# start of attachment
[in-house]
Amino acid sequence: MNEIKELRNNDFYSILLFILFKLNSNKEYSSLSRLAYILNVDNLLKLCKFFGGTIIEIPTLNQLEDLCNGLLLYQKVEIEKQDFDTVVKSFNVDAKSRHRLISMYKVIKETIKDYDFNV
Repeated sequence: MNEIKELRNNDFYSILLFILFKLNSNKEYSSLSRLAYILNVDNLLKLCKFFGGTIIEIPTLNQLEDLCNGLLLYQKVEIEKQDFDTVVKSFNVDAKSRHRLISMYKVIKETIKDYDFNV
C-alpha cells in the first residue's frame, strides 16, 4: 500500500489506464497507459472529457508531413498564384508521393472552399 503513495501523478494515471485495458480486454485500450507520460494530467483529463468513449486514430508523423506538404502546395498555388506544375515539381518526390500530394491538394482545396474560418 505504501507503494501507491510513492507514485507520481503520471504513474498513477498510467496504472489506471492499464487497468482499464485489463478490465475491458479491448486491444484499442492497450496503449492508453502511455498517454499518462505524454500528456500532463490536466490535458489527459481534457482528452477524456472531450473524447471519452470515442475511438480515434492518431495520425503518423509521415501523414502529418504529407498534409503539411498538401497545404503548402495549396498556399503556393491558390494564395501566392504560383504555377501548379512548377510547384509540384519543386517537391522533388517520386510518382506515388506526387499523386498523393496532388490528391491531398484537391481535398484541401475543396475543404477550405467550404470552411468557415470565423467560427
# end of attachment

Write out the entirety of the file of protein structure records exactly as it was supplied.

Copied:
[in-house]
Amino acid sequence: MNEIKELRNNDFYSILLFILFKLNSNKEYSSLSRLAYILNVDNLLKLCKFFGGTIIEIPTLNQLEDLCNGLLLYQKVEIEKQDFDTVVKSFNVDAKSRHRLISMYKVIKETIKDYDFNV
Repeated sequence: MNEIKELRNNDFYSILLFILFKLNSNKEYSSLSRLAYILNVDNLLKLCKFFGGTIIEIPTLNQLEDLCNGLLLYQKVEIEKQDFDTVVKSFNVDAKSRHRLISMYKVIKETIKDYDFNV
C-alpha cells in the first residue's frame, strides 16, 4: 500500500489506464497507459472529457508531413498564384508521393472552399 503513495501523478494515471485495458480486454485500450507520460494530467483529463468513449486514430508523423506538404502546395498555388506544375515539381518526390500530394491538394482545396474560418 505504501507503494501507491510513492507514485507520481503520471504513474498513477498510467496504472489506471492499464487497468482499464485489463478490465475491458479491448486491444484499442492497450496503449492508453502511455498517454499518462505524454500528456500532463490536466490535458489527459481534457482528452477524456472531450473524447471519452470515442475511438480515434492518431495520425503518423509521415501523414502529418504529407498534409503539411498538401497545404503548402495549396498556399503556393491558390494564395501566392504560383504555377501548379512548377510547384509540384519543386517537391522533388517520386510518382506515388506526387499523386498523393496532388490528391491531398484537391481535398484541401475543396475543404477550405467550404470552411468557415470565423467560427